What are the Dangers of Cooked Meat Left Out Overnight?

You wake up in the morning and realize you forgot to put the leftover meat in the fridge before you went to bed last night. The meat wasn't raw and it looks fine, smells fine and tastes fine, so eating it should be fine, right? Unfortunately, it doesn't quite work that way.

Eating meat that was left out overnight could give you food poisoning.
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Read more: How to Know If Pork Has Gone Bad

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Eating meat that was left out overnight could give you food poisoning.

Understanding Pathogenic Bacteria

The USDA notes that there are two types of bacteria: pathogenic bacteria and spoilage bacteria. Spoilage bacteria causes the food to start smelling and tasting funny, but consuming it won't harm you. Pathogenic bacteria, on the other hand, is harmful bacteria that doesn't affect the taste or smell of the food in any way but can cause you to fall sick.

Salmonella, Listeria, Campylobacter, Staphylococcus aureus (Staph) and Escherichia coli (E. coli) are some of the types of pathogenic bacteria listed by the Centers for Disease Control and Prevention.

The USDA explains that pathogenic bacteria thrive between 40 and 140 degrees Fahrenheit. Room temperature usually falls in this temperature range, known as the danger zone. In this temperature range, pathogenic bacteria can sometimes double in number within a span of 20 minutes.

If bacteria can double in just 20 minutes, imagine the numbers if the meat has been left out overnight. The USDA states that any food that has been left out at room temperature for over two hours should be discarded. If the temperature is above 90 F, the window is one hour.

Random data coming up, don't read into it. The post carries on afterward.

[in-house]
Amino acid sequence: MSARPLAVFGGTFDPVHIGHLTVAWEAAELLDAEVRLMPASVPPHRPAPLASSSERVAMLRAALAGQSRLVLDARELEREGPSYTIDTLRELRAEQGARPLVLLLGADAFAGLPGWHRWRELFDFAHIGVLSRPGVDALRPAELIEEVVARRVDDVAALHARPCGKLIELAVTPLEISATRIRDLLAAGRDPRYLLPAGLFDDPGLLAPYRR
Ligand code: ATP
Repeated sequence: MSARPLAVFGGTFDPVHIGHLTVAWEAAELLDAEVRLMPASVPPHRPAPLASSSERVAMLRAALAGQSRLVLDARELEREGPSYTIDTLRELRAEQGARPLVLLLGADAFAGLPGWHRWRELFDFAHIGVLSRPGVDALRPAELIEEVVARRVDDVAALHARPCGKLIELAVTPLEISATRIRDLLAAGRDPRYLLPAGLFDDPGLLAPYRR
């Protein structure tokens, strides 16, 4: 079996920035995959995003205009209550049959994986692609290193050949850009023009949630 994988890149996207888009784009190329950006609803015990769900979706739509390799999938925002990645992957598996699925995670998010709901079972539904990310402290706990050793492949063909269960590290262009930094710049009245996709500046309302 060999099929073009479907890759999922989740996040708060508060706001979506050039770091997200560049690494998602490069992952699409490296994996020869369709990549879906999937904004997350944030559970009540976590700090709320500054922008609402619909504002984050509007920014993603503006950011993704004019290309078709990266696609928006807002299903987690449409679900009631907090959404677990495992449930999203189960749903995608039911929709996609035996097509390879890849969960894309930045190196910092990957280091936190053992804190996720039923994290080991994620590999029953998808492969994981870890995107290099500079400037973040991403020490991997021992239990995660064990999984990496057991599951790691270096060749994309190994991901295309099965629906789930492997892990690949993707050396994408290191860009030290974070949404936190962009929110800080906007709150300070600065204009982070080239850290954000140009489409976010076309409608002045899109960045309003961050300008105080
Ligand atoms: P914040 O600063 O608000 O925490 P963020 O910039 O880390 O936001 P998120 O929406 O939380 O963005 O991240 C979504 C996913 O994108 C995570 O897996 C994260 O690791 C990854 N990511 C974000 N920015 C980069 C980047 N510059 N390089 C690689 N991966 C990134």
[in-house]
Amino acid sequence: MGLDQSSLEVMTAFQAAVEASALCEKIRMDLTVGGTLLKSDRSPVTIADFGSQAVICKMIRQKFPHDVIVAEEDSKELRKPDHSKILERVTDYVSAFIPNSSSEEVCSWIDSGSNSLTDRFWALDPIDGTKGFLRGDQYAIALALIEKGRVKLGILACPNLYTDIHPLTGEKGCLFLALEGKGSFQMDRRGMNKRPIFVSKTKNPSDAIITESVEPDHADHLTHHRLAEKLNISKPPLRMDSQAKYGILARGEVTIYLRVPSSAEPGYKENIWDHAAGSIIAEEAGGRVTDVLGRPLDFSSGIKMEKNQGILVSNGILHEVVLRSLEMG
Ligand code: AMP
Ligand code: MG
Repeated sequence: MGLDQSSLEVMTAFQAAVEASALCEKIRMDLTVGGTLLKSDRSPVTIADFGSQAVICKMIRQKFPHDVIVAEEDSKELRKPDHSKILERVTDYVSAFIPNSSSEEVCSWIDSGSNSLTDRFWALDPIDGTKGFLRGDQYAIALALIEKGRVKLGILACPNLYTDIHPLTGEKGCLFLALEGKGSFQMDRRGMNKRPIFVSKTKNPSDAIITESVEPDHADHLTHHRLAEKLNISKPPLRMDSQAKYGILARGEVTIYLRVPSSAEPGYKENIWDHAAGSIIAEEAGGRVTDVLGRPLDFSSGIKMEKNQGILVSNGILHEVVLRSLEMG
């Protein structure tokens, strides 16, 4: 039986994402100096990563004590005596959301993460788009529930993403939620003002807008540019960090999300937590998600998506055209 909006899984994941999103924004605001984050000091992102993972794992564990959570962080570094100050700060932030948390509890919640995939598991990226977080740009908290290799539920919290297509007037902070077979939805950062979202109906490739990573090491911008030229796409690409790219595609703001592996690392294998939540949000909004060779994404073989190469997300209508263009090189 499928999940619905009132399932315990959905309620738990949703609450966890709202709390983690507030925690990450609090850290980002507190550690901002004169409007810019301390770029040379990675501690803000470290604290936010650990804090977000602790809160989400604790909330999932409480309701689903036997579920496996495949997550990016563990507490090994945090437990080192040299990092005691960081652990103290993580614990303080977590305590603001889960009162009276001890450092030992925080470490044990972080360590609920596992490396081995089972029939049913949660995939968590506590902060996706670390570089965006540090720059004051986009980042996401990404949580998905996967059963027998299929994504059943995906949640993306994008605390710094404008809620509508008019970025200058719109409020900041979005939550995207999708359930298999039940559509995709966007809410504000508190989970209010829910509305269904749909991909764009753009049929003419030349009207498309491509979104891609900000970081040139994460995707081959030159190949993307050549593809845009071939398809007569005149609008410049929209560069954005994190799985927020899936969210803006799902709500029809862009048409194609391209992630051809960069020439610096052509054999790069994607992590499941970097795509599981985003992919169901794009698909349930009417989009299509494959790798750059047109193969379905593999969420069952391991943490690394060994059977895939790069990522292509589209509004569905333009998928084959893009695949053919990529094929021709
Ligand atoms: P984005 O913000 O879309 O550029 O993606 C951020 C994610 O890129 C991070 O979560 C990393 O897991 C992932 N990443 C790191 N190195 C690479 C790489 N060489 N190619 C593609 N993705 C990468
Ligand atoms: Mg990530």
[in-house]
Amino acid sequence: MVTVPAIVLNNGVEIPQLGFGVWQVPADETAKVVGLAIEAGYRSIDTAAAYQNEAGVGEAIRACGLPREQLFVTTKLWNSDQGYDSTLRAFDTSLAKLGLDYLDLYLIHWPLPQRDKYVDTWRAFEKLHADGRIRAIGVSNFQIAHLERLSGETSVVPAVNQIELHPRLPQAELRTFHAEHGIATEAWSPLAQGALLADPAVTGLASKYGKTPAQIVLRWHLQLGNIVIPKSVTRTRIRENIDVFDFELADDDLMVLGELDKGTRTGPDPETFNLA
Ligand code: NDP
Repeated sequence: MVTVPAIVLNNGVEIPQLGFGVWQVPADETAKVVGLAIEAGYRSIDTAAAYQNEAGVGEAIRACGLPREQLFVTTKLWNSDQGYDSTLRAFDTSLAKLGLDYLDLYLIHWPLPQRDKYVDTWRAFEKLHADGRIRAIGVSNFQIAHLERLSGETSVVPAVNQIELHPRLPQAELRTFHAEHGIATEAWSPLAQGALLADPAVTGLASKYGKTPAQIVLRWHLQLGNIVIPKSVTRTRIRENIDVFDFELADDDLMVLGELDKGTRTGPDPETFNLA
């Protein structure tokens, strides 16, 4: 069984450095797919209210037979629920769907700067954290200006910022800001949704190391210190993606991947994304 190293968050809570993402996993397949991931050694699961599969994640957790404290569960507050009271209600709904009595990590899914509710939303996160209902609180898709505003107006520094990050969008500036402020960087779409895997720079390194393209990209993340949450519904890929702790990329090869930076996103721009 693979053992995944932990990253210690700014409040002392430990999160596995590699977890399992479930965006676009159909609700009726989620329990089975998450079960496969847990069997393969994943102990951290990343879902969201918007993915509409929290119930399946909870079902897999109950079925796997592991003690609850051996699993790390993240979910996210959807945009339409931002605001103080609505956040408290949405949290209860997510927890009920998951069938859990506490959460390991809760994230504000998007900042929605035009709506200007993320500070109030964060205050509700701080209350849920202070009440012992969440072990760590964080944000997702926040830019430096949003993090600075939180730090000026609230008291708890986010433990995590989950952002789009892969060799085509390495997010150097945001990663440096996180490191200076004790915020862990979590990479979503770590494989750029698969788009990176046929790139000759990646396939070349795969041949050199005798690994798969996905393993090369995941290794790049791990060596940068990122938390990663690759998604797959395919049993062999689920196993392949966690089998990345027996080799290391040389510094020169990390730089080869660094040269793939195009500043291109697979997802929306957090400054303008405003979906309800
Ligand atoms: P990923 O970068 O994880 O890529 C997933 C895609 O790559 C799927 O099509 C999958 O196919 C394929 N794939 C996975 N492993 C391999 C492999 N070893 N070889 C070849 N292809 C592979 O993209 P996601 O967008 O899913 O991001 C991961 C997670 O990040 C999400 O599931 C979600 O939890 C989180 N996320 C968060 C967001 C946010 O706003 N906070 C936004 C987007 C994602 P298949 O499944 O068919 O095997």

Since pathogenic bacteria doesn't affect the taste, smell or sight of food in any way, you have no way of knowing whether it's there. You may feel bad about throwing away meat that looks perfectly fine, but it's better to be safe than sorry.

In order to be considered safe for consumption, meat needs to be cooked to above 145 F. Ground meat needs to cross an internal temperature of 160 F, and poultry needs to cross 165 F. If you're not eating the meat right away, you need to store it in the refrigerator at temperatures below 40 F.

Read more: Can You Cook Freezer-Burned Meat?

Consequences of Eating Contaminated Meat

According to the USDA, consuming pathogenic bacteria causes food poisoning and results in 128,000 hospitalizations and 3,000 deaths every year. Diarrhea, nausea, vomiting, stomach cramps and fever are the most common symptoms of food poisoning. They can appear as early as four hours after eating contaminated food or as late as a week after eating it. They can last from anywhere between a day to a week.

The USDA notes that some groups of people are more likely to fall sick than others; these include pregnant women, children, older adults and people with weakened immunity, like transplant patients and people with diabetes, kidney disease, cancer or HIV/AIDS. For these groups with increased vulnerability, food poisoning can even be fatal.

Apart from food poisoning, consuming pathogenic bacteria could have other consequences as well. A March 2019 study published in the journal Diseases links Salmonella consumption to cancer as well as inflammatory conditions like bowel disease. Another study, published in the April 2015 issue of the journal Pediatrics in Review, links E. coli to urinary tract infections, septicemia and meningitis in children.

Read more: What Happens if You Cook Meat After It Has Gone Bad?

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